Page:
Council hears feedback on restructuring proposal
The new City Council tested out a lot of ideas at Thursday’s meeting, giving members of the public the opportunity to comment on proposed legislative changes via Twitter, call-ins and online polls in an environment evocative of a television program.
Though feedback varied on a lot of issues, the overall message from citizens was that they support many of Council’s proposed ideas and initiatives to enhance public engagement early in the legislative process. However, many are concerned about the idea of limiting public input at regular meetings, where speakers are guaranteed to address a quorum of Council members.
Mayor Steve Adler said that he believes staff will post an updated draft of the proposal today and that Council will hold a work session Tuesday to discuss further changes, with the hope of having an official item to consider at its first official meeting Thursday.
Adler also encouraged members of the public to continue posting comments at speakupaustin.org, on Twitter using the hashtag “myatxgov,” sending emails and otherwise providing feedback.
District 2 Council Member Delia Garza assured the public that Council intends for the new system to be a “trial run.”
“The plan was to do a six-month trial of this new system and then re-evaluate,” Garza said. “If the feedback at that time is — and if we recognize at that time — that the old system was better, I think that we all agree that we will go back to the old system.”
Council has proposed a sweeping set of changes to meeting procedures and Council committee structures that it says are aimed to enhance public engagement and make meetings shorter and more efficient.
Council also plans to enhance public access to meeting documents, minutes and other materials; initiate public engagement improvement, which will include creating a Public Engagement Task Force; and align the citizen boards and commissions with the Council committee structure over time.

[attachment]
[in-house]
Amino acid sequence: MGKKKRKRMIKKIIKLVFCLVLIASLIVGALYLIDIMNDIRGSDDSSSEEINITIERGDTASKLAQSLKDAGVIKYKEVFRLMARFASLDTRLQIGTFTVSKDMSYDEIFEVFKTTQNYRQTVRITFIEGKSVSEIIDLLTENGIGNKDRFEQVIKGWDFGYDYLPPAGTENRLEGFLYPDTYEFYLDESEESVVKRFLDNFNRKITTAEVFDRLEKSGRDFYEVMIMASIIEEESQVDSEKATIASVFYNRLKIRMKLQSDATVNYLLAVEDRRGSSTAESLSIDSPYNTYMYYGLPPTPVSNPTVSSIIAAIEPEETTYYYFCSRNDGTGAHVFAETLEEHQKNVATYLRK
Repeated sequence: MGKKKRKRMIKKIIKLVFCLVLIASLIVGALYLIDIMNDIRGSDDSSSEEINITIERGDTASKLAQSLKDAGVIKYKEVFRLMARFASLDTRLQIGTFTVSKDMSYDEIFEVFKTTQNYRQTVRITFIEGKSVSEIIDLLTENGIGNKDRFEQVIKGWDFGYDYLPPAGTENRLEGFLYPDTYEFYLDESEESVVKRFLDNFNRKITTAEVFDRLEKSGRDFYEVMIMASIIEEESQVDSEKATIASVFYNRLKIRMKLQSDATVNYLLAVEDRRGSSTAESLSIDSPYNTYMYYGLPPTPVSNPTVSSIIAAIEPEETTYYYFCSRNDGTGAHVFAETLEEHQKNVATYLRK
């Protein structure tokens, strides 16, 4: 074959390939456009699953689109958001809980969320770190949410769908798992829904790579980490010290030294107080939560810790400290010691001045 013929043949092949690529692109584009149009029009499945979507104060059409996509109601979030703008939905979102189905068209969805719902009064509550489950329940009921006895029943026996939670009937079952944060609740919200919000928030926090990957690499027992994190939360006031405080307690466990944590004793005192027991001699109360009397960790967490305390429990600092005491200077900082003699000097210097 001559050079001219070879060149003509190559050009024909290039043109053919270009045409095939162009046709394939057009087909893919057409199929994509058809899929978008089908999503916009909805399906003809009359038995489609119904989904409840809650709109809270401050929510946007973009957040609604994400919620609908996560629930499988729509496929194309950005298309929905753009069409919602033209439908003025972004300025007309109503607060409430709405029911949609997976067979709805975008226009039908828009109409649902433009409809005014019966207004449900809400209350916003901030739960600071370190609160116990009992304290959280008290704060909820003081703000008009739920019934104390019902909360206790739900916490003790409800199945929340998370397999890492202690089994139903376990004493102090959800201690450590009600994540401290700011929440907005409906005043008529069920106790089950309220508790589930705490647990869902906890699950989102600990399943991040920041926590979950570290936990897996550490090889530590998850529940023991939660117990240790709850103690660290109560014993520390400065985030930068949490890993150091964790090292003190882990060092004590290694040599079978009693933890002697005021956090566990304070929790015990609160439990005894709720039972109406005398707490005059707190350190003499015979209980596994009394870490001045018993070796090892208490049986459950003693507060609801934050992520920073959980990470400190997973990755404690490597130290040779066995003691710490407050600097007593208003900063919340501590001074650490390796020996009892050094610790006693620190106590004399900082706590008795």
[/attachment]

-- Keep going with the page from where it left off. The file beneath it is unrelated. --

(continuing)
In order to shorten meetings, Council has proposed holding them more frequently, grouping similar items together for rotation at different meetings and scheduling executive sessions so that they don’t interrupt regular meetings.
Council has proposed moving the majority of public input to Council committees, which will each consist of four Council members — appointed by the mayor and ratified by Council — though other Council members may attend those meetings. It also plans to assign all proposed ordinances or resolutions, with exceptions, to its corresponding committees before they can go to a regular Council meeting.
According to the draft proposal, Council may “maintain the ability to receive public input at Council meetings if: 1) public input was not received via a Council committee or 2) by the request of four Council members. Public input during Council meetings will be received during a limited time frame with the goal of establishing a time certain for testimony that is accessible for the public.”
Austin League of Women Voters Advocacy Director Frances McIntyre made a statement early in the meeting that was echoed by many throughout the night. “There really should be no rules that limit who can speak before Council,” she said to applause.
McIntyre added that her organization is “concerned that moving almost all public comment to committees rather than the full Council would not only be confusing to the public, but might create a perception that they do not have access to the whole Council.”
District 5 Council Member Ann Kitchen said that Council is still working out the kinks regarding how it will limit public hearings at its meetings. “We have talked about the fact that public hearings at the full Council level might be limited in some way, but we haven’t talked about that specifically,” she said.
Adler elaborated on Kitchen’s statement. “We fully anticipated that there would be public hearings in certain instances, depending on what was being considered. We all recognized that, and we’d want to make sure that whatever public input there was appropriate to that measure,” he said. “But beyond that, we hadn’t gotten to a one-size-fits-all rule.”
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Key Players & Topics In This Article
Austin City Council: The Austin City Council is the body with legislative purview over the City of Austin. It offers policy direction, while the office of the City Manager implements administrative actions based on those policies. Until 2012, the body contained seven members, including the city's Mayor, all elected at-large. In 2012, City of Austin residents voted to change that system and now 10 members of the Council are elected based on geographic districts. The Mayor continues to be elected at-large.